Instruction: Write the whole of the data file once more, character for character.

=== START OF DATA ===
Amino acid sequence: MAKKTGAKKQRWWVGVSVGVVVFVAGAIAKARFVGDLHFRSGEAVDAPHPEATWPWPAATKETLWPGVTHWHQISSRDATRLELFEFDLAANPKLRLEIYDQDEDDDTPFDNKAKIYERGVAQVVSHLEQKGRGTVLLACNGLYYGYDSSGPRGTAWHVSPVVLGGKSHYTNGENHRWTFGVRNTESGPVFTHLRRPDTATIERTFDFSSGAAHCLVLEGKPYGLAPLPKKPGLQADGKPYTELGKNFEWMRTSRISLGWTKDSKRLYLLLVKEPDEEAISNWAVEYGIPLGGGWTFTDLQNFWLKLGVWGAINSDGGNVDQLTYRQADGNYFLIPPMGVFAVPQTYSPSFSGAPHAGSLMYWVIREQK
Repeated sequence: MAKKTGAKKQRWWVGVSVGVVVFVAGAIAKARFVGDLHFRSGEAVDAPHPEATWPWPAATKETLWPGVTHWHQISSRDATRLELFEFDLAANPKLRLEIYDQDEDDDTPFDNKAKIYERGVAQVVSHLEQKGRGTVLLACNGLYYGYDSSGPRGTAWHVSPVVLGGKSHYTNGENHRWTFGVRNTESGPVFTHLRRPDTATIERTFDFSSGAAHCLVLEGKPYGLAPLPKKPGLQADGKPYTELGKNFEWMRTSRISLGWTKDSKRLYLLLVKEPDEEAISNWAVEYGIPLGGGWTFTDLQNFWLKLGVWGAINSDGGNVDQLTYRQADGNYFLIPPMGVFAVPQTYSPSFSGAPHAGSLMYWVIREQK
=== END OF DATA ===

Amino acid sequence: MAKKTGAKKQRWWVGVSVGVVVFVAGAIAKARFVGDLHFRSGEAVDAPHPEATWPWPAATKETLWPGVTHWHQISSRDATRLELFEFDLAANPKLRLEIYDQDEDDDTPFDNKAKIYERGVAQVVSHLEQKGRGTVLLACNGLYYGYDSSGPRGTAWHVSPVVLGGKSHYTNGENHRWTFGVRNTESGPVFTHLRRPDTATIERTFDFSSGAAHCLVLEGKPYGLAPLPKKPGLQADGKPYTELGKNFEWMRTSRISLGWTKDSKRLYLLLVKEPDEEAISNWAVEYGIPLGGGWTFTDLQNFWLKLGVWGAINSDGGNVDQLTYRQADGNYFLIPPMGVFAVPQTYSPSFSGAPHAGSLMYWVIREQK
Repeated sequence: MAKKTGAKKQRWWVGVSVGVVVFVAGAIAKARFVGDLHFRSGEAVDAPHPEATWPWPAATKETLWPGVTHWHQISSRDATRLELFEFDLAANPKLRLEIYDQDEDDDTPFDNKAKIYERGVAQVVSHLEQKGRGTVLLACNGLYYGYDSSGPRGTAWHVSPVVLGGKSHYTNGENHRWTFGVRNTESGPVFTHLRRPDTATIERTFDFSSGAAHCLVLEGKPYGLAPLPKKPGLQADGKPYTELGKNFEWMRTSRISLGWTKDSKRLYLLLVKEPDEEAISNWAVEYGIPLGGGWTFTDLQNFWLKLGVWGAINSDGGNVDQLTYRQADGNYFLIPPMGVFAVPQTYSPSFSGAPHAGSLMYWVIREQK